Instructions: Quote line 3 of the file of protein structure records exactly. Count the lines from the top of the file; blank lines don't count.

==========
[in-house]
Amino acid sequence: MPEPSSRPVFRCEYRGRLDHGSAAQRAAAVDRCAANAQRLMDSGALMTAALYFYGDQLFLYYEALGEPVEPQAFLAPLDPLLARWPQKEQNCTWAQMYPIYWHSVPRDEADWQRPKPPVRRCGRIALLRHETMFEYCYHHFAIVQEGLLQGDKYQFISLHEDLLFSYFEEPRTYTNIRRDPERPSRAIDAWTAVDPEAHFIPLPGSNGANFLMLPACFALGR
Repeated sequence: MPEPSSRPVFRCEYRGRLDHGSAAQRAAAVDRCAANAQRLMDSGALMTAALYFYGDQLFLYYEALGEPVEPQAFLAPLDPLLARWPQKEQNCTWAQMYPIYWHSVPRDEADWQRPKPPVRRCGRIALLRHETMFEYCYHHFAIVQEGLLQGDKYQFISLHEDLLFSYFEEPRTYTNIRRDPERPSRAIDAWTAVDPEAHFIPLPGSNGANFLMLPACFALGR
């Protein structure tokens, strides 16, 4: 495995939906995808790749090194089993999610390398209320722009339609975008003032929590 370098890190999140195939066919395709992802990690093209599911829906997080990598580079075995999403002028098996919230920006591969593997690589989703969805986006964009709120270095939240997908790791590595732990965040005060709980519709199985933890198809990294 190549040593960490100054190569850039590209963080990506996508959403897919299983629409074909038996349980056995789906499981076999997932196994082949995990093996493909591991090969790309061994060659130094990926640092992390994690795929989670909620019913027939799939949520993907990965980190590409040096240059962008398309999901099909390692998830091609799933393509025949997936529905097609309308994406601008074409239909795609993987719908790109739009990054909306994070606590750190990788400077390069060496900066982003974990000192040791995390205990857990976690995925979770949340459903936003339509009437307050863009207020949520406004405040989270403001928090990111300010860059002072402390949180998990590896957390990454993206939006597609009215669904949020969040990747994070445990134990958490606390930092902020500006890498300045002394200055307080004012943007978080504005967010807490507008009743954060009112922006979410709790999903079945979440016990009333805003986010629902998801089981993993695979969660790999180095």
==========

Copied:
Repeated sequence: MPEPSSRPVFRCEYRGRLDHGSAAQRAAAVDRCAANAQRLMDSGALMTAALYFYGDQLFLYYEALGEPVEPQAFLAPLDPLLARWPQKEQNCTWAQMYPIYWHSVPRDEADWQRPKPPVRRCGRIALLRHETMFEYCYHHFAIVQEGLLQGDKYQFISLHEDLLFSYFEEPRTYTNIRRDPERPSRAIDAWTAVDPEAHFIPLPGSNGANFLMLPACFALGR